Once you have that knowledge, you'll want to create content that contains the initial answers that those searchers came looking for, along with as much related information as you can. But the key is to provide the right information in a simple and easy-to-digest way – so no off-putting walls of text. Make good use of rich formats such as images, infographics, audio and video.
And if you're dealing with an especially complex subject, don't be afraid to give simple explanations that link to longer-form targeted content elsewhere on your site. You don't have to try and cram an encyclopedia's worth of information into every page.
Make sure your content fits the type of page. Is it providing a top-level overview, or a more detailed explanation?
PickHVac's website is a perfect example of this in action. They have a whole interconnected library of content that contains answers to almost every question related to their field. And if you check out the structure of one of the articles, you'll see they include brief informational sections that give the reader the choice to move on to more in-depth content if they wish. You can use that same structure to create high-performance content of your own.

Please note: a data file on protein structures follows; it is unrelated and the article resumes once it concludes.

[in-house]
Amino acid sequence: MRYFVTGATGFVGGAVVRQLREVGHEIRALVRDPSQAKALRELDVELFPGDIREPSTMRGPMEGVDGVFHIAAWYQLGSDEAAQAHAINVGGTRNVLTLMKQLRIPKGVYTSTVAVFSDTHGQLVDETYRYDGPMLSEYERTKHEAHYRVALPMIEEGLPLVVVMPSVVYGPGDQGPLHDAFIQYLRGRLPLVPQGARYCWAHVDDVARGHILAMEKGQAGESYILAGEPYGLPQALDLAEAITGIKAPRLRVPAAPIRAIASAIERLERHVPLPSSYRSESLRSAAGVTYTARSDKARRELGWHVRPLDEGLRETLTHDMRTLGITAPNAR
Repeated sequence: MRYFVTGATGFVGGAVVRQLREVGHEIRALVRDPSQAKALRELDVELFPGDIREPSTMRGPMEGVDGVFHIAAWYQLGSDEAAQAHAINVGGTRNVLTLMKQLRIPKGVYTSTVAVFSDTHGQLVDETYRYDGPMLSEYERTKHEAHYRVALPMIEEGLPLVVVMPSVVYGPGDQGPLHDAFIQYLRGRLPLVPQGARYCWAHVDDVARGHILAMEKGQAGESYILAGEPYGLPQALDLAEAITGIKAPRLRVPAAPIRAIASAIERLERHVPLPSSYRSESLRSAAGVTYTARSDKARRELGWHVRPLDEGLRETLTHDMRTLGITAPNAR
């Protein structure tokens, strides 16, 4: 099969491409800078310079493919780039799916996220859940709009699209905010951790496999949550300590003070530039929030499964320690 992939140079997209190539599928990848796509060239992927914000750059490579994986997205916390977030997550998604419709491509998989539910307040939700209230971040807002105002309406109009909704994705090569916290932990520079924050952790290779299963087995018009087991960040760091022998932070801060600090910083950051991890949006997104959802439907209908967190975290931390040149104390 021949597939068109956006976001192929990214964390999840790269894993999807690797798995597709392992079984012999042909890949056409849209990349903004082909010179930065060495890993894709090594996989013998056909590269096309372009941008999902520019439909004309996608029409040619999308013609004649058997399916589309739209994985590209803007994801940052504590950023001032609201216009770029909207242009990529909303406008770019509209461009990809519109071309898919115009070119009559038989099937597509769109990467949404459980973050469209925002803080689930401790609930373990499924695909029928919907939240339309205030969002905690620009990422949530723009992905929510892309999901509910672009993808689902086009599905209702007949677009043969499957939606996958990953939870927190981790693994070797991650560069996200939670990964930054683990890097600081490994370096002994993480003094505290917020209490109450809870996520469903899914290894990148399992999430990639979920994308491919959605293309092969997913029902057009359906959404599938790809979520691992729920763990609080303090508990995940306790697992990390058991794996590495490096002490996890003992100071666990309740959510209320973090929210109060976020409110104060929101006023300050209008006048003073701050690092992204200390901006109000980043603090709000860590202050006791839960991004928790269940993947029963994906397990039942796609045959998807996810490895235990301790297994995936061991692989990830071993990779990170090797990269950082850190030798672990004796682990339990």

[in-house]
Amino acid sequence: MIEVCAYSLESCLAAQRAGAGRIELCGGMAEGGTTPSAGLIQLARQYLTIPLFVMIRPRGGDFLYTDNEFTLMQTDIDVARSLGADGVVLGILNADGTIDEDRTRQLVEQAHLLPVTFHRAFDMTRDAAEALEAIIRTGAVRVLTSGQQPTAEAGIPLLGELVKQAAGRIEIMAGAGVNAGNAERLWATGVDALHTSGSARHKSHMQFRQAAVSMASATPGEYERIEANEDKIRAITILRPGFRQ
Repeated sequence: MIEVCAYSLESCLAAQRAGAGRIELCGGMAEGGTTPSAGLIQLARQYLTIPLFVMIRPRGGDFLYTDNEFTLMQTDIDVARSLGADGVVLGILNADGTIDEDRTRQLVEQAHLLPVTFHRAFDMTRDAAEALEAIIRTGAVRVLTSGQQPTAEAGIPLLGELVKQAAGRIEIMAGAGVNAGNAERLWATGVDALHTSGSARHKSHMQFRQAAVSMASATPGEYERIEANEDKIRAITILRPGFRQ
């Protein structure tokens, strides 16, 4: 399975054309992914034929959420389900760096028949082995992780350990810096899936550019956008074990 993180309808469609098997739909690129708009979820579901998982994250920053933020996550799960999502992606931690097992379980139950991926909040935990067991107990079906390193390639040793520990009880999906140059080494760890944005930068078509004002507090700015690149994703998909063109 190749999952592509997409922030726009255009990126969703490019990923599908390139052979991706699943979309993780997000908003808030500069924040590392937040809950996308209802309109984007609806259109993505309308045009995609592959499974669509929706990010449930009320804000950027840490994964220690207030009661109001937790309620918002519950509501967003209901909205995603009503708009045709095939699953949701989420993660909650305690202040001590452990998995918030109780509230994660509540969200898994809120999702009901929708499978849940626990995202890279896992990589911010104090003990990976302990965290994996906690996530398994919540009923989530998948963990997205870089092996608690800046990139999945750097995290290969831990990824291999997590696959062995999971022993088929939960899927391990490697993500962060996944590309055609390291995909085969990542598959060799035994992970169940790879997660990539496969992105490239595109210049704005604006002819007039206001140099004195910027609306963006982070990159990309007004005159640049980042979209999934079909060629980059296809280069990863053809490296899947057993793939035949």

Even if you manage to create content that meets Google's expertise requirement, you've still got some work cut out for yourself. That's because the next ranking factor – authoritativeness – is a bit more elusive. It's a reflection of how many other important websites cite you or your expert content within their pages.
To establish your content's authority you need to devise and execute a link-building strategy. The idea is to find as many ways as possible to get organic links to your content to show up on high-quality websites in your company's vertical. You can do this by providing guest posts on industry websites or by participating in forums related to your field of expertise.
Editorial links, those given freely which are not asked, paid or traded for, show that your content is considered good quality for further information or context. A website producing good content will attract these links organically. They reflect another website's willingness to send their readers to you for more information – in effect indicating they think you're an expert worth listening to.
What you don't want to do is engage in any kind of paid link schemes or quid-pro-quo arrangements with other site owners. Google has highly developed systems for spotting unnatural link patterns and will soon catch on to what you're doing. When it does you'll likely be penalized, with your content rankings suffering as a result.